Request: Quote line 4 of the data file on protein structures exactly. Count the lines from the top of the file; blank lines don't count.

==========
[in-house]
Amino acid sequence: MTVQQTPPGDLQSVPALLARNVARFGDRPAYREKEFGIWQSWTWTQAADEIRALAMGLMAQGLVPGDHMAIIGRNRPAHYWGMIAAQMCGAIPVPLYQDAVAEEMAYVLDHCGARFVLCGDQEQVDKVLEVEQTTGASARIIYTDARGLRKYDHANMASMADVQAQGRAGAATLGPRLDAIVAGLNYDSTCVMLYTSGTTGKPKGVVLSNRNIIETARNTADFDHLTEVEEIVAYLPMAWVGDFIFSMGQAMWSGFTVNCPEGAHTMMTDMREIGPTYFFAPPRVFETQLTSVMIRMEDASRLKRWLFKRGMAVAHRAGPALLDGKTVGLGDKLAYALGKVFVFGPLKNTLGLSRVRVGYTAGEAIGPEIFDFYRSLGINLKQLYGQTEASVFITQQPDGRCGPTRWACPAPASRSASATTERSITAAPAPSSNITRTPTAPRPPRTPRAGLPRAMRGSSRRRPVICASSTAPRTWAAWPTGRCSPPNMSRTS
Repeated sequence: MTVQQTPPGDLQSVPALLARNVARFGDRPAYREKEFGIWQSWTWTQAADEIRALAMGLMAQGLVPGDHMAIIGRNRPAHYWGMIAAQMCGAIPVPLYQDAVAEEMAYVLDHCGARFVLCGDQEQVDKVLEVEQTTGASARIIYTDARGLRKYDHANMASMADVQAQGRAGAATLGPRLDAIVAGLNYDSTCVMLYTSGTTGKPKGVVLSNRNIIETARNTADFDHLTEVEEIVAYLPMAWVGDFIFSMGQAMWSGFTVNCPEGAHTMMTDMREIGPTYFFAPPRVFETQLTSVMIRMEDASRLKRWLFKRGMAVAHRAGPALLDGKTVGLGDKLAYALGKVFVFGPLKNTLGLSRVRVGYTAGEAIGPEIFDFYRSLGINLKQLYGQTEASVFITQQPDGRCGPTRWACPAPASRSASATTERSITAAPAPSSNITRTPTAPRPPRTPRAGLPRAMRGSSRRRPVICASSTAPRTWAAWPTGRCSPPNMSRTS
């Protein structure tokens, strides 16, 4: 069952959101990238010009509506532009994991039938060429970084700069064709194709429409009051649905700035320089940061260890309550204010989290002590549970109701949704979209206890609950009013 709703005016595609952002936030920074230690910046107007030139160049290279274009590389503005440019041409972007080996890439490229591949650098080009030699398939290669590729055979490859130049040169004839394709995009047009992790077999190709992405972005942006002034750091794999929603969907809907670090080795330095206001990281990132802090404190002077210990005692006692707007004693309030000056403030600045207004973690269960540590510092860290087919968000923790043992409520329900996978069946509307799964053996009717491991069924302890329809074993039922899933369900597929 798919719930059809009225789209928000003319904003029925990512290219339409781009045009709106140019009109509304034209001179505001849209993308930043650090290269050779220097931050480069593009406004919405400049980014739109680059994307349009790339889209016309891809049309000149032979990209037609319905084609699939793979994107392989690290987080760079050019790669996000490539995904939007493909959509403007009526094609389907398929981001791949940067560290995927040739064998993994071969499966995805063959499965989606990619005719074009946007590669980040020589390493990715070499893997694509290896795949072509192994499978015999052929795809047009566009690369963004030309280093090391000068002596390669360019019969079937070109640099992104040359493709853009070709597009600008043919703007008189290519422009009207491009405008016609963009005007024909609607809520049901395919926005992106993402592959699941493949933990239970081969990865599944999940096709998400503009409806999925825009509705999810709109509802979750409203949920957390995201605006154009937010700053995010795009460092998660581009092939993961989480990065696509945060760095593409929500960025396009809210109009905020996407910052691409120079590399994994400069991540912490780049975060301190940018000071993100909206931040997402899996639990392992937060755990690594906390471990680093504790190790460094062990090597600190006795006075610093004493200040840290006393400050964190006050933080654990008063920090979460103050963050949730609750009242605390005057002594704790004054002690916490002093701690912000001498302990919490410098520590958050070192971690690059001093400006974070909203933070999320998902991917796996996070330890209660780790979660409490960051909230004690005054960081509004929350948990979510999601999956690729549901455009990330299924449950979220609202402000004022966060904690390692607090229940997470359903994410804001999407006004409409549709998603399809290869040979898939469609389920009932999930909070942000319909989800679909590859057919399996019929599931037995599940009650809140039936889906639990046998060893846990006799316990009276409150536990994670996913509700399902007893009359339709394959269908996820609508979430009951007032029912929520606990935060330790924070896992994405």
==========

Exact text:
């Protein structure tokens, strides 16, 4: 069952959101990238010009509506532009994991039938060429970084700069064709194709429409009051649905700035320089940061260890309550204010989290002590549970109701949704979209206890609950009013 709703005016595609952002936030920074230690910046107007030139160049290279274009590389503005440019041409972007080996890439490229591949650098080009030699398939290669590729055979490859130049040169004839394709995009047009992790077999190709992405972005942006002034750091794999929603969907809907670090080795330095206001990281990132802090404190002077210990005692006692707007004693309030000056403030600045207004973690269960540590510092860290087919968000923790043992409520329900996978069946509307799964053996009717491991069924302890329809074993039922899933369900597929 798919719930059809009225789209928000003319904003029925990512290219339409781009045009709106140019009109509304034209001179505001849209993308930043650090290269050779220097931050480069593009406004919405400049980014739109680059994307349009790339889209016309891809049309000149032979990209037609319905084609699939793979994107392989690290987080760079050019790669996000490539995904939007493909959509403007009526094609389907398929981001791949940067560290995927040739064998993994071969499966995805063959499965989606990619005719074009946007590669980040020589390493990715070499893997694509290896795949072509192994499978015999052929795809047009566009690369963004030309280093090391000068002596390669360019019969079937070109640099992104040359493709853009070709597009600008043919703007008189290519422009009207491009405008016609963009005007024909609607809520049901395919926005992106993402592959699941493949933990239970081969990865599944999940096709998400503009409806999925825009509705999810709109509802979750409203949920957390995201605006154009937010700053995010795009460092998660581009092939993961989480990065696509945060760095593409929500960025396009809210109009905020996407910052691409120079590399994994400069991540912490780049975060301190940018000071993100909206931040997402899996639990392992937060755990690594906390471990680093504790190790460094062990090597600190006795006075610093004493200040840290006393400050964190006050933080654990008063920090979460103050963050949730609750009242605390005057002594704790004054002690916490002093701690912000001498302990919490410098520590958050070192971690690059001093400006974070909203933070999320998902991917796996996070330890209660780790979660409490960051909230004690005054960081509004929350948990979510999601999956690729549901455009990330299924449950979220609202402000004022966060904690390692607090229940997470359903994410804001999407006004409409549709998603399809290869040979898939469609389920009932999930909070942000319909989800679909590859057919399996019929599931037995599940009650809140039936889906639990046998060893846990006799316990009276409150536990994670996913509700399902007893009359339709394959269908996820609508979430009951007032029912929520606990935060330790924070896992994405």